Schroders’ Joanna Shatney considers effect of US election on markets
Joanna Shatney, head of US Large Cap Equities at Schroders, discusses the impact on the US market if current president Barack Obama wins or loses the pending election.
If Obama wins…
The polls are saying that Obama (pictured) has a slight advantage and whilst this has ebbed and flowed a bit he has consistently had the upper hand. I am working with the base case that Obama retains his Presidential seat.
However, I think the bigger issue is going to be control of the Senate, which is a topic of much debate. While the outcome will be important because the House is already controlled by Republicans, neither party is likely to win by a majority and have complete control. The risk here is that we come out of the election process with as much political gridlock as we had going into it. The consensus view for investors, and we are very much in line with this view, is that the fiscal cliff gets dealt with by pushing it out 12 months. We think the reason this is the consensus view, is that there is so much political gridlock that there is just not enough time to fix it by year end.
The ultimate plan for fiscal reform could take many shapes depending on the outcome of which party controls Congress – so this is not just about who lives in the White House for the next four years.
There are three areas for investors to think about with regards to the 2013 GDP drag from government spending :
One: expiration of the Bush tax cuts, two: sequestration cuts which will impact healthcare and defense budgets, and three: increased Medicare taxes that come with the implementation of Healthcare reform. The last, Healthcare reform, is going to happen as of 1st January 2013, unless Romney wins. If you combine the impact from all of these areas you could get a 3 to 5% drag on GDP. Our view as investors in the US is that we get between a 1-2 percentage point drag from government spending in 2013 from the decision to push off the Federal fiscal reform. While obviously, that is a negative for economic growth rates, we think it is manageable, especially given that state budget cuts have already impacted 2012 by a similar magnitude -meaning that the incremental drag is not that large.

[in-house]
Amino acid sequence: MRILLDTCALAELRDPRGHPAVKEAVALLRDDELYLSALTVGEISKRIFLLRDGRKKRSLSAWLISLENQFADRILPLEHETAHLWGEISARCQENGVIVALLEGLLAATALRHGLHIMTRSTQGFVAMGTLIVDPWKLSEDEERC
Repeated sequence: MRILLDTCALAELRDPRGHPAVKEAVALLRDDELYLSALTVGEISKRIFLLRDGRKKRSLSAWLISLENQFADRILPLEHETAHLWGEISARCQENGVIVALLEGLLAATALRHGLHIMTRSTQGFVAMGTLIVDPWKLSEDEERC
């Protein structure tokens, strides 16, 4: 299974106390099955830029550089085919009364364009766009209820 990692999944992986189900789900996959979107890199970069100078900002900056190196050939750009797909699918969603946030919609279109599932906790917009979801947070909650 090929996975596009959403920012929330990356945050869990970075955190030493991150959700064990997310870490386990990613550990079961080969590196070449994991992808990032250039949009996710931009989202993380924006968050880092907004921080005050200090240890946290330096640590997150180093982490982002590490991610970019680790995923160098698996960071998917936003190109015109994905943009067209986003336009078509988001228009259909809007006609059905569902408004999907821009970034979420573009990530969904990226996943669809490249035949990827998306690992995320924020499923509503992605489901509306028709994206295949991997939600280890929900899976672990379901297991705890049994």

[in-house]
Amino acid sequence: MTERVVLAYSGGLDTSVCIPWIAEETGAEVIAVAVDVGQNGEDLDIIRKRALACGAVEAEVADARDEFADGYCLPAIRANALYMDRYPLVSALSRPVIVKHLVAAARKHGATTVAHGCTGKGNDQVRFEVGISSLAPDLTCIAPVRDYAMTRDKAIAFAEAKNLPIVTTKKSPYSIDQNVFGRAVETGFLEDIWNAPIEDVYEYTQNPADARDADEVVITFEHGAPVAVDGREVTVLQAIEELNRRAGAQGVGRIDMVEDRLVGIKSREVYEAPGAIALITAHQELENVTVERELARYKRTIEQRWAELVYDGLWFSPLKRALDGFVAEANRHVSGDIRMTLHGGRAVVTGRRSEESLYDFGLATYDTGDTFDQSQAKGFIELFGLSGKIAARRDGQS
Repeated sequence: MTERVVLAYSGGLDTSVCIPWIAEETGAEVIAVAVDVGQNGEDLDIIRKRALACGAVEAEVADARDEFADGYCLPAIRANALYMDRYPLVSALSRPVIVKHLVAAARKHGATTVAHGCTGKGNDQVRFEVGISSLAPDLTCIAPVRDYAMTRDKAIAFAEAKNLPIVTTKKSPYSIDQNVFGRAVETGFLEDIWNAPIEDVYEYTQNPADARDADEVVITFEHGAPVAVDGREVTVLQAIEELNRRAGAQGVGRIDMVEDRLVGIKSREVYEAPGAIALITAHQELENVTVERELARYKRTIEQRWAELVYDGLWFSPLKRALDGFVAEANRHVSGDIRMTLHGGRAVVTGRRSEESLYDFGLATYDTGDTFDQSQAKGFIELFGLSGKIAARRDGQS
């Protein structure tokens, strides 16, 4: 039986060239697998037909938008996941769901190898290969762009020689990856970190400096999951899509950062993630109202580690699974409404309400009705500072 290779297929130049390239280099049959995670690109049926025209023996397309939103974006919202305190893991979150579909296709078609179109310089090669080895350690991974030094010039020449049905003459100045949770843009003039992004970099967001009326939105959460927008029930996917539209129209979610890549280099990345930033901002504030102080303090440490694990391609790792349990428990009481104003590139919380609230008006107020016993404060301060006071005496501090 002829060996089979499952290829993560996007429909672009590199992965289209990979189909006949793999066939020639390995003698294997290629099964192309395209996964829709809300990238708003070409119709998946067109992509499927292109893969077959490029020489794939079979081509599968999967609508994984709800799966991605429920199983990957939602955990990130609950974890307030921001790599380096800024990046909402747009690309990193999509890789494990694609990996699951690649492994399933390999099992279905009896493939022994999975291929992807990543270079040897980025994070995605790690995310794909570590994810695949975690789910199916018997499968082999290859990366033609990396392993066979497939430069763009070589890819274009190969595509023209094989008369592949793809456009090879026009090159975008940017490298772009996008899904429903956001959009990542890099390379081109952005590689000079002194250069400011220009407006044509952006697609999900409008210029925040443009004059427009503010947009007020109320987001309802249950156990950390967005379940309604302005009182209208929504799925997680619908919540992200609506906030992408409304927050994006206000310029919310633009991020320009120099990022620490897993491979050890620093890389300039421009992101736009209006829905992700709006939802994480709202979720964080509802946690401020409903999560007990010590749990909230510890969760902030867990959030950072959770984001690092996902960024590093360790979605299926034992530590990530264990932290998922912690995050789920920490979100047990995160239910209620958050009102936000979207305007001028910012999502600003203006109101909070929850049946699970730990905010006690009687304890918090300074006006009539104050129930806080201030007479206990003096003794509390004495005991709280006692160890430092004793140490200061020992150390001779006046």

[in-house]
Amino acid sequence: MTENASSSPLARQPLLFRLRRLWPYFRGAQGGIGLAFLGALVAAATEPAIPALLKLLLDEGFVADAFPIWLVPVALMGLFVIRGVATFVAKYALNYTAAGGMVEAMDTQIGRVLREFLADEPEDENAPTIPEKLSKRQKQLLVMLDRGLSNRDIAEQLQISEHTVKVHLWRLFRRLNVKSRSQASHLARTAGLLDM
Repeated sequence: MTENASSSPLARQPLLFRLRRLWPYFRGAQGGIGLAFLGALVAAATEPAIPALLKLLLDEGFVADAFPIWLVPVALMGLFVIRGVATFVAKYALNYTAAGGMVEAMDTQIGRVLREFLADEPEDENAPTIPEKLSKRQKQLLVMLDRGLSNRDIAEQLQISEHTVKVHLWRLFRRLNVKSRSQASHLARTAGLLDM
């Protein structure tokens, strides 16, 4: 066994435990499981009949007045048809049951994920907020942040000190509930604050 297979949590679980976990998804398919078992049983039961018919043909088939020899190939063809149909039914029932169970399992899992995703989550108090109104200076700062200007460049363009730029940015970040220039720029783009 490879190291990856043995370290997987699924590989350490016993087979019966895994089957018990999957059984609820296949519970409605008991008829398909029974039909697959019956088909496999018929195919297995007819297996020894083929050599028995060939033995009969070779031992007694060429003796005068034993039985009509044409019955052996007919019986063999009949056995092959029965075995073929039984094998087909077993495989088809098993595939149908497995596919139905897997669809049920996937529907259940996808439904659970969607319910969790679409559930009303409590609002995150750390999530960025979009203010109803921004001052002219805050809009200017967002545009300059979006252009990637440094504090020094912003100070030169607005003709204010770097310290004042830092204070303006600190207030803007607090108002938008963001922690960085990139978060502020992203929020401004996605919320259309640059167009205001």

Of course, there is a risk that Congress does not push off the decision and allows for the entire drag to hit the economy, but we put that risk below 20%.
In summary there is a view that the market will sell off significantly if Obama wins but we do not agree with this. We are more inclined to believe that getting the election out of the way is a positive for the market, regardless of the ultimate winner.
In addition, a Republican sweep of Congress and the Presidential race means greater change is likely, which we think will create greater ambiguity for investors to deal with in 2013, driving up equity market risk premium.
If Obama loses…
If Obama loses we hope that we will get some clarity around tax reform but think that this will take time and do not believe a decision will be made on this until the second half of next year.
There will also be a great deal of ambiguity for healthcare as Romney has stated he will repeal the healthcare legislation.
In the case that Obama loses the election the market might experience a short-lived rally, but we think that it would stall until we see some resolution around fiscal reform. Ultimately, we are believers that fiscal reform will get dealt with and continue to look to the positive economic profile of US corporates to drive positive equity returns for 2013, making the election changes another datapoint for investors to digest as we wait for real fiscal reform – probably a long-term story that needs to play out.